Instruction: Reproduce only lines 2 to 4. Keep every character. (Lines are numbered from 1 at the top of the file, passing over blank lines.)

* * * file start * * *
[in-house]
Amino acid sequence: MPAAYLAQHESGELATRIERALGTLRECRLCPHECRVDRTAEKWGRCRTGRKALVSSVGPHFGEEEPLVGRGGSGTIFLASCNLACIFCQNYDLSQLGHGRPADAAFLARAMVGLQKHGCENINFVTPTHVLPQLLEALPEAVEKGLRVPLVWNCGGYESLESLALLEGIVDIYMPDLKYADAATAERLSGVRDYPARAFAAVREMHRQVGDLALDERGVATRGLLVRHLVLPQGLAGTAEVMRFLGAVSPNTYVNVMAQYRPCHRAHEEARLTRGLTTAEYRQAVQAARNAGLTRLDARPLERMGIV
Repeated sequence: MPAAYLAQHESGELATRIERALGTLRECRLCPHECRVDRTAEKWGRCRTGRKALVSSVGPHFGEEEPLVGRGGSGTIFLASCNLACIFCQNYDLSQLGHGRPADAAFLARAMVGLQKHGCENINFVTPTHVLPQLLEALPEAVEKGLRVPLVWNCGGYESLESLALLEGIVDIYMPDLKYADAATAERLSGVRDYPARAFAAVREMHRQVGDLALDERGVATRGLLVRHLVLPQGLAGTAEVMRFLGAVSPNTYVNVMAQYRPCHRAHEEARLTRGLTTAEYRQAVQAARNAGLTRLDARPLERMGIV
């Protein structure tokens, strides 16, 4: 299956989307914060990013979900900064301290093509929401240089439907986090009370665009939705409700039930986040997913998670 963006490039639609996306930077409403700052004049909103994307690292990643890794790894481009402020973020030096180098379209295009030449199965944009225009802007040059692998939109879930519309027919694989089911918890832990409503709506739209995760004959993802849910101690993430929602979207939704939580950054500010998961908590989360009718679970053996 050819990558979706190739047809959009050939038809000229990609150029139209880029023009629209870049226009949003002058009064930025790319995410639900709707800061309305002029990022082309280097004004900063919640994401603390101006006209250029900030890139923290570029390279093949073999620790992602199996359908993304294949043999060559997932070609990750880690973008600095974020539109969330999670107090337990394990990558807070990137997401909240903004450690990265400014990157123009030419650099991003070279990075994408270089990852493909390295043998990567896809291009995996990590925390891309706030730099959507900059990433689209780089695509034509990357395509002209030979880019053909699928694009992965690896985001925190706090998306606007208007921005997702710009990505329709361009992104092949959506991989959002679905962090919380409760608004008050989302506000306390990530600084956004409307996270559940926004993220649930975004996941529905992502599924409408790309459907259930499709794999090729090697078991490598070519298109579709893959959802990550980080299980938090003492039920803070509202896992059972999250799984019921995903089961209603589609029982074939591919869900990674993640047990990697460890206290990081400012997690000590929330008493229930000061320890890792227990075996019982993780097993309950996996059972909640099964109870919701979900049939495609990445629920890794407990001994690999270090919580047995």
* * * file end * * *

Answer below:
Amino acid sequence: MPAAYLAQHESGELATRIERALGTLRECRLCPHECRVDRTAEKWGRCRTGRKALVSSVGPHFGEEEPLVGRGGSGTIFLASCNLACIFCQNYDLSQLGHGRPADAAFLARAMVGLQKHGCENINFVTPTHVLPQLLEALPEAVEKGLRVPLVWNCGGYESLESLALLEGIVDIYMPDLKYADAATAERLSGVRDYPARAFAAVREMHRQVGDLALDERGVATRGLLVRHLVLPQGLAGTAEVMRFLGAVSPNTYVNVMAQYRPCHRAHEEARLTRGLTTAEYRQAVQAARNAGLTRLDARPLERMGIV
Repeated sequence: MPAAYLAQHESGELATRIERALGTLRECRLCPHECRVDRTAEKWGRCRTGRKALVSSVGPHFGEEEPLVGRGGSGTIFLASCNLACIFCQNYDLSQLGHGRPADAAFLARAMVGLQKHGCENINFVTPTHVLPQLLEALPEAVEKGLRVPLVWNCGGYESLESLALLEGIVDIYMPDLKYADAATAERLSGVRDYPARAFAAVREMHRQVGDLALDERGVATRGLLVRHLVLPQGLAGTAEVMRFLGAVSPNTYVNVMAQYRPCHRAHEEARLTRGLTTAEYRQAVQAARNAGLTRLDARPLERMGIV
């Protein structure tokens, strides 16, 4: 299956989307914060990013979900900064301290093509929401240089439907986090009370665009939705409700039930986040997913998670 963006490039639609996306930077409403700052004049909103994307690292990643890794790894481009402020973020030096180098379209295009030449199965944009225009802007040059692998939109879930519309027919694989089911918890832990409503709506739209995760004959993802849910101690993430929602979207939704939580950054500010998961908590989360009718679970053996 050819990558979706190739047809959009050939038809000229990609150029139209880029023009629209870049226009949003002058009064930025790319995410639900709707800061309305002029990022082309280097004004900063919640994401603390101006006209250029900030890139923290570029390279093949073999620790992602199996359908993304294949043999060559997932070609990750880690973008600095974020539109969330999670107090337990394990990558807070990137997401909240903004450690990265400014990157123009030419650099991003070279990075994408270089990852493909390295043998990567896809291009995996990590925390891309706030730099959507900059990433689209780089695509034509990357395509002209030979880019053909699928694009992965690896985001925190706090998306606007208007921005997702710009990505329709361009992104092949959506991989959002679905962090919380409760608004008050989302506000306390990530600084956004409307996270559940926004993220649930975004996941529905992502599924409408790309459907259930499709794999090729090697078991490598070519298109579709893959959802990550980080299980938090003492039920803070509202896992059972999250799984019921995903089961209603589609029982074939591919869900990674993640047990990697460890206290990081400012997690000590929330008493229930000061320890890792227990075996019982993780097993309950996996059972909640099964109870919701979900049939495609990445629920890794407990001994690999270090919580047995």